Your city is more accessible with IoT

Beatriz Sanz Baños    19 September, 2019

According to the latest data from the National Statistics Institutethere are 3.84 million people with some type of disability in Spain. A figure to bear in mind since it makes a group that needs to obtain support from all possible spheres of society. However, in recent years progress has been made in terms of accessibility in order to achieve better social integration and avoid discrimination.

Moving around the city can be a challenge for them: from taking a bus, to crossing a street or walk on sidewalks, the difficulties they face prevent them from fully enjoy their lives and their cities. At this point, technology, combined with Internet of Things, can be the perfect ally.

One example is the city of Santander, where it will be easier to move around thanks to the KIMAP Cityinitiative. The idea is to install a smartphone in the wheelchair of the participants, which collects data on the accessibility of the streets as people go around the city. As they progress on their route, the system produces maps in which the streets have three colours: green, yellow and red, depending on the difficulty of access for people with reduced mobility. The initiative is part of the SynchroniCityproject, which seeks to create solutions for smart cities based on Internet of Things.

If we cross the Atlantic, in Chicago they have carried out a project called Array of Things (AoT), with which they are installing a series of ‘nodes’ in street furniture to capture environmental data and urban activity in real time.

All this data is available on a public website with the aim of providing valuable information for the development of more inclusive urban plans. This way, urban architects who plan to create solutions in Chicago will have an easier time identifying areas that are not accessible and promoting inclusive projects to break down barriers for this collective. For example, systems are being developed to notify pedestrians if a regular street is cut off to take an alternative route.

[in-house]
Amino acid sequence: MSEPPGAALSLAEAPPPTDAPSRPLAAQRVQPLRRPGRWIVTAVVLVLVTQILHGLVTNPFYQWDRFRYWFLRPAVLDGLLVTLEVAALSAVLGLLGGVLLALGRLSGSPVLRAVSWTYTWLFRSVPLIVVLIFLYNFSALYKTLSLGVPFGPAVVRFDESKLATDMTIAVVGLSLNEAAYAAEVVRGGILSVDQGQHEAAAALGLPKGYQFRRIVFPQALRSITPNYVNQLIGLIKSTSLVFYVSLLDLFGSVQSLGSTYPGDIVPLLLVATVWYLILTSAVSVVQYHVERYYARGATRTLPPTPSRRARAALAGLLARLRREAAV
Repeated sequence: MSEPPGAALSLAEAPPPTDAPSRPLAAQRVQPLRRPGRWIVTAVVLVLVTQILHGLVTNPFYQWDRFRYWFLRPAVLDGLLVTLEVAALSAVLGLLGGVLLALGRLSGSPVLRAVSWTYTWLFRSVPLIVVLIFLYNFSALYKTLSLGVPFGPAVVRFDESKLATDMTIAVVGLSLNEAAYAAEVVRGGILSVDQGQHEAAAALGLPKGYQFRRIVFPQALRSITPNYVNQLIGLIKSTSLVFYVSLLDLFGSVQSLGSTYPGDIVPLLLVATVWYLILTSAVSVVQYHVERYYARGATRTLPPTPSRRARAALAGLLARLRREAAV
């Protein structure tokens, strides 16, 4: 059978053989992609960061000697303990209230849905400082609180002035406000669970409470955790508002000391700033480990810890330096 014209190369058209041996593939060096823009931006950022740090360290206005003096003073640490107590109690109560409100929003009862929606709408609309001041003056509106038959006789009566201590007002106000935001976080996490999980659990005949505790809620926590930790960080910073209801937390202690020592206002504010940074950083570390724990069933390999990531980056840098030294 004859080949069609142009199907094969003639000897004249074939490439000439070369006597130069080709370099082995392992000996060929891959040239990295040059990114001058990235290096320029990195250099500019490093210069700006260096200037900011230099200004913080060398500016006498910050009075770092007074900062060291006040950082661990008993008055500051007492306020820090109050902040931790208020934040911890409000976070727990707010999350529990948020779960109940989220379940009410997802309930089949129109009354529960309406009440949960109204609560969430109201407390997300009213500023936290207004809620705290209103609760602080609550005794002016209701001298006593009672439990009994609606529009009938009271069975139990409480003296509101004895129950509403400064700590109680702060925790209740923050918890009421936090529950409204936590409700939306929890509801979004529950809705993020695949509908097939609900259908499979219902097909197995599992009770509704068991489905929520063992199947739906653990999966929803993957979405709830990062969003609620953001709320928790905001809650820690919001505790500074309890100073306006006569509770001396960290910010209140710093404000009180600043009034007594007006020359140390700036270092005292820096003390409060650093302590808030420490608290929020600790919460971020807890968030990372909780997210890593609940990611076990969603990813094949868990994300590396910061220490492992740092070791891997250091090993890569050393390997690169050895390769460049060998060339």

Similarly, we see how public transport is gaining in accessibility. This is the case of Accessible Olli,the self-driving bus developed by IBM. This vehicle is equipped with a virtual assistant capable of communicating with passengers.

For example, when a visually impaired person hops on the bus, Olli will tell you the free places where you can sit via audio or an app on your mobile. For hearing impaired users, they will have augmented reality that will be able to speak sign language and can also activate the ramp automatically when it detects that people on wheelchairs are getting on.

For visually impaired people, the WeWALK connected canecan be a revolution. Once connected to the app on the smartphone, the cane detects obstacles with its ultrasonic sensor and sends out vibration warnings. WeWALK is incorporating new features with software updates such as integration with Google Maps and voice assistants.

There are also headphones with Internet of Thingsthat allow users to hear up to 30% better in places with excessive noise such as a street with traffic. In addition, these hearing aids feature IFTTT technology, the standard used by most smart home devices. With them you can control the smart devices in the house to make daily tasks easier. For example, lights can be set to turn on when the user wakes up or turn off when they detects the person left home.

Making a city more accessible not only means moving around freely, but also that people with different abilities are integrated into social life and can improve the community in which they live. Of all the projects and ideas mentioned, we can say that the Internet of Things can help overcome obstacles and change the way we move and interact with our city.

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